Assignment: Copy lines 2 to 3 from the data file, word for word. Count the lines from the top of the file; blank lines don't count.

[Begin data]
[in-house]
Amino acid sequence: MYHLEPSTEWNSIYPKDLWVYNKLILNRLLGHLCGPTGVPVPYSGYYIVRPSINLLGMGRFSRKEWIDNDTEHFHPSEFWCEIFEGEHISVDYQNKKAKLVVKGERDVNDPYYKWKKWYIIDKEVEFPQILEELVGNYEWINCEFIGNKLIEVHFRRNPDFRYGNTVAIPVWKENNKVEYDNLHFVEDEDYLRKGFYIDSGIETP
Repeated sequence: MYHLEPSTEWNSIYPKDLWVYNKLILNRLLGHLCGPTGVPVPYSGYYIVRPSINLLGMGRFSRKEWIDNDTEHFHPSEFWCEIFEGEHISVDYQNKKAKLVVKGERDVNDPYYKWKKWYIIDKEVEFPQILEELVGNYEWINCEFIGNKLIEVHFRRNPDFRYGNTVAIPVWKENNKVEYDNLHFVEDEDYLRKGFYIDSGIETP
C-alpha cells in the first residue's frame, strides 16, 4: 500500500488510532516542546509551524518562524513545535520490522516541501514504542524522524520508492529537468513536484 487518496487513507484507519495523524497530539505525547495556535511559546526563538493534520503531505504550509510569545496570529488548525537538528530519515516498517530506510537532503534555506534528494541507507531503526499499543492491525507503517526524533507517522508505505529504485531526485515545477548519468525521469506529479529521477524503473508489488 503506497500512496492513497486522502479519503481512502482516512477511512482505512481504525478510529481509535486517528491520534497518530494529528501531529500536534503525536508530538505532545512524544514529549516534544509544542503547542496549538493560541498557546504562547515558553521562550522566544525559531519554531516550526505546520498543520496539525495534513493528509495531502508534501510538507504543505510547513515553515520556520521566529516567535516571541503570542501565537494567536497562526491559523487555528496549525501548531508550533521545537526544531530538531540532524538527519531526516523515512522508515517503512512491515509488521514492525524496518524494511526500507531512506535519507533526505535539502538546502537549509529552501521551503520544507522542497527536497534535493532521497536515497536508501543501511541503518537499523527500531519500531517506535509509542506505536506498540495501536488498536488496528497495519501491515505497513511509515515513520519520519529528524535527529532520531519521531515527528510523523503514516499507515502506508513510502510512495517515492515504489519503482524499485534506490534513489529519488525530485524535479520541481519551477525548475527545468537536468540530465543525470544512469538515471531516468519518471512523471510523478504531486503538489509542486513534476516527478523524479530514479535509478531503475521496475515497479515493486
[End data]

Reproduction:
Amino acid sequence: MYHLEPSTEWNSIYPKDLWVYNKLILNRLLGHLCGPTGVPVPYSGYYIVRPSINLLGMGRFSRKEWIDNDTEHFHPSEFWCEIFEGEHISVDYQNKKAKLVVKGERDVNDPYYKWKKWYIIDKEVEFPQILEELVGNYEWINCEFIGNKLIEVHFRRNPDFRYGNTVAIPVWKENNKVEYDNLHFVEDEDYLRKGFYIDSGIETP
Repeated sequence: MYHLEPSTEWNSIYPKDLWVYNKLILNRLLGHLCGPTGVPVPYSGYYIVRPSINLLGMGRFSRKEWIDNDTEHFHPSEFWCEIFEGEHISVDYQNKKAKLVVKGERDVNDPYYKWKKWYIIDKEVEFPQILEELVGNYEWINCEFIGNKLIEVHFRRNPDFRYGNTVAIPVWKENNKVEYDNLHFVEDEDYLRKGFYIDSGIETP